Data prices will fall, and see some commoditization as well, no doubt of that, but as phones get smarter and customers begin to understand what they can do with them, data-related services will become a significant portion of the revenue picture. Presence-related services, music downloads and on-screen navigation are just a few examples of where data services are beginning to show revenue promise as stand-alone offerings worldwide (though not so much in Canada as we’re way behind), not to mention the many applications and multimedia services that will drive significantly higher data consumption – if you just want to talk about data volume – but really, it’s not going to be about that for too long. Smart carriers will realize that charging by event/usage for value-add services and maintaining relatively generous data and voice pricing will ultimately be a strong retention and revenue model. Until the next great thing comes along, of course….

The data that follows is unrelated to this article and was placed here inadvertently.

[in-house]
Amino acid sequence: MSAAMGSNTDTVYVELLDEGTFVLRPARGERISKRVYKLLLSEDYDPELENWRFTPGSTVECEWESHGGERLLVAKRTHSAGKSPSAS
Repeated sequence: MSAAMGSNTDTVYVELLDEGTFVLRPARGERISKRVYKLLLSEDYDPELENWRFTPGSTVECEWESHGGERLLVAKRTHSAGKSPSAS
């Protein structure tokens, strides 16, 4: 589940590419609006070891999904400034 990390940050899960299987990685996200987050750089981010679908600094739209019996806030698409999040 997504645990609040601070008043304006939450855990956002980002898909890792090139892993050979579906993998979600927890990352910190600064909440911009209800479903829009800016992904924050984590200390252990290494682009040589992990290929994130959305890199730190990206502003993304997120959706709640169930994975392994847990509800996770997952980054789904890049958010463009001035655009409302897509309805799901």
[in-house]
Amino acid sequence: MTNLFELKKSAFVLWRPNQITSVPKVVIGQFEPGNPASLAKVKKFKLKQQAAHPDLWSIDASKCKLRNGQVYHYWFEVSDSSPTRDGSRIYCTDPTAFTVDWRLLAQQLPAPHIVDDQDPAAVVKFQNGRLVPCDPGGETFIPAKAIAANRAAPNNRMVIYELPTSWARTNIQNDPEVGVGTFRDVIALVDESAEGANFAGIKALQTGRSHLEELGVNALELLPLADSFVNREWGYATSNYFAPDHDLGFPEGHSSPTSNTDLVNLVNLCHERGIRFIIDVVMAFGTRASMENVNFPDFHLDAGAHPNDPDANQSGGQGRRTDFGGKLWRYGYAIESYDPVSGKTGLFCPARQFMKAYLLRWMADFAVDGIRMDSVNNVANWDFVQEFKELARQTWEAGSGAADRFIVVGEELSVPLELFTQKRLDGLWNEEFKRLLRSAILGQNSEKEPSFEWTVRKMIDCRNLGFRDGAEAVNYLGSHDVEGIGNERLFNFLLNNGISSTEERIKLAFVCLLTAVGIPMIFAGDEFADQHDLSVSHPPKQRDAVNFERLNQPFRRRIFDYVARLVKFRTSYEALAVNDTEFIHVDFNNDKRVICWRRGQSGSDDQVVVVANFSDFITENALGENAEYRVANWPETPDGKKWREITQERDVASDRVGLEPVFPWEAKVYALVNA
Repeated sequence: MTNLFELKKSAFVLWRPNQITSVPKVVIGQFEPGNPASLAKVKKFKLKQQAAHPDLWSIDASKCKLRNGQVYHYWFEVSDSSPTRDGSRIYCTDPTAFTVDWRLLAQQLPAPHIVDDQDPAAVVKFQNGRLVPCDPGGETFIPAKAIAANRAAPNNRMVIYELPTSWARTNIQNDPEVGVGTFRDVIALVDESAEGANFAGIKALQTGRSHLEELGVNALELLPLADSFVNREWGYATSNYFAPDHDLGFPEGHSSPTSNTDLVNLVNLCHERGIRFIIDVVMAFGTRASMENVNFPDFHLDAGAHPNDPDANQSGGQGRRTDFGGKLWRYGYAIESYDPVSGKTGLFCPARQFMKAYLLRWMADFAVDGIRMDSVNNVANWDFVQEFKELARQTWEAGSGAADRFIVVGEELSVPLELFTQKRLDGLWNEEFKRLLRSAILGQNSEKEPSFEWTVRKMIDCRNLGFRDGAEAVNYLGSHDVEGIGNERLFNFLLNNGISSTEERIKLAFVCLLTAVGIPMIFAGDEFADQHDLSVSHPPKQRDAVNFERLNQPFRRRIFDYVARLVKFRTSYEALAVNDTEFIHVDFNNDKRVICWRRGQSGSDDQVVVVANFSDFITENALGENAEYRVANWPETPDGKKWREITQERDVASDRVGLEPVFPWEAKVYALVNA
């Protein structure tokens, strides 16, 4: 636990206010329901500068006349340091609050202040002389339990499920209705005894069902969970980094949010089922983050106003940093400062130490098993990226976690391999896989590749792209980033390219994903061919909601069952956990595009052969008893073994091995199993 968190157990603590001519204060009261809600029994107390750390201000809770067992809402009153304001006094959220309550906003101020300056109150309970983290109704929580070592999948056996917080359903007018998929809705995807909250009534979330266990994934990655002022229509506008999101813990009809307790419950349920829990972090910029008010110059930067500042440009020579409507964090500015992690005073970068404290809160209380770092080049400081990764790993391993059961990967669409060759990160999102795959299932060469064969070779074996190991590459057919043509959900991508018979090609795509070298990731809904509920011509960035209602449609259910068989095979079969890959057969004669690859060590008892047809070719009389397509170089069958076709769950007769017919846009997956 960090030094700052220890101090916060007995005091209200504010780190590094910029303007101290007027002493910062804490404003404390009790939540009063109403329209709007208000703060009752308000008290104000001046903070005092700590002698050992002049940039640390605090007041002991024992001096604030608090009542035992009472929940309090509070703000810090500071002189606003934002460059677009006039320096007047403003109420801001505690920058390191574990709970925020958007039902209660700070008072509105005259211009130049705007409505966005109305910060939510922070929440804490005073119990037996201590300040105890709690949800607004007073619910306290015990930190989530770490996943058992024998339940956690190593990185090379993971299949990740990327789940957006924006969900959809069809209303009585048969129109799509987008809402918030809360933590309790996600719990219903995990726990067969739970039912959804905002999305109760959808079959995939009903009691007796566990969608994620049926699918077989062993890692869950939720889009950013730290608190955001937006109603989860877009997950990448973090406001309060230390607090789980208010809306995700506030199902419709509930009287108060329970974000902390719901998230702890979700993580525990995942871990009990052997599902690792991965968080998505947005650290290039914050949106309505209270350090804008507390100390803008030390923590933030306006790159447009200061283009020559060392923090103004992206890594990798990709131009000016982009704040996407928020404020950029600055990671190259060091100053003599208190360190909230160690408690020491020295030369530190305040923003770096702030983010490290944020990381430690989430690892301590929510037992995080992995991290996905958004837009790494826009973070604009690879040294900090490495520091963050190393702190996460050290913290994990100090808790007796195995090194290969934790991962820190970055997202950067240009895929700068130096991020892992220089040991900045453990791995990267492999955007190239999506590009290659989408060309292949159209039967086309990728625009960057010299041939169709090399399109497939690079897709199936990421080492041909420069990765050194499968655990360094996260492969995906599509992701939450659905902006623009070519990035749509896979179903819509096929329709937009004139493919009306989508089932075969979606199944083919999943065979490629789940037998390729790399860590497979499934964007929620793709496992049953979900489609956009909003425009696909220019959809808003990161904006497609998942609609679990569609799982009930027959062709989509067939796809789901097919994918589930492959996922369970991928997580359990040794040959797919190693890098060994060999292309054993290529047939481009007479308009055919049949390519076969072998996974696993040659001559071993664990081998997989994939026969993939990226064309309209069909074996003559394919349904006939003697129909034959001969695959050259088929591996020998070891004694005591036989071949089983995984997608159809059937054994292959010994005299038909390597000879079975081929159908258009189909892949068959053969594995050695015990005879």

So sure, voice is king for revenue right now, but it is declining, and will continue to decline on a per subscriber basis, something that Canada’s currently turgid wireless penetration rates will make unsustainable. As stated, this is no different than most wireline telcos – they too still have a huge amount of revenue pouring in from voice and (surprisingly) LD, but they have the foresight to move in new directions (IP TV for instance), just as their competitors across the telecoms space are diversifying (cable operators -> VOIP), and hopefully in the process, differentiating themselves here and there. The alternative is to be left behind, as single-play ISP’s have found themselves – a utility that provides conduit and no differentiating value. And that’s not a money-winning proposition.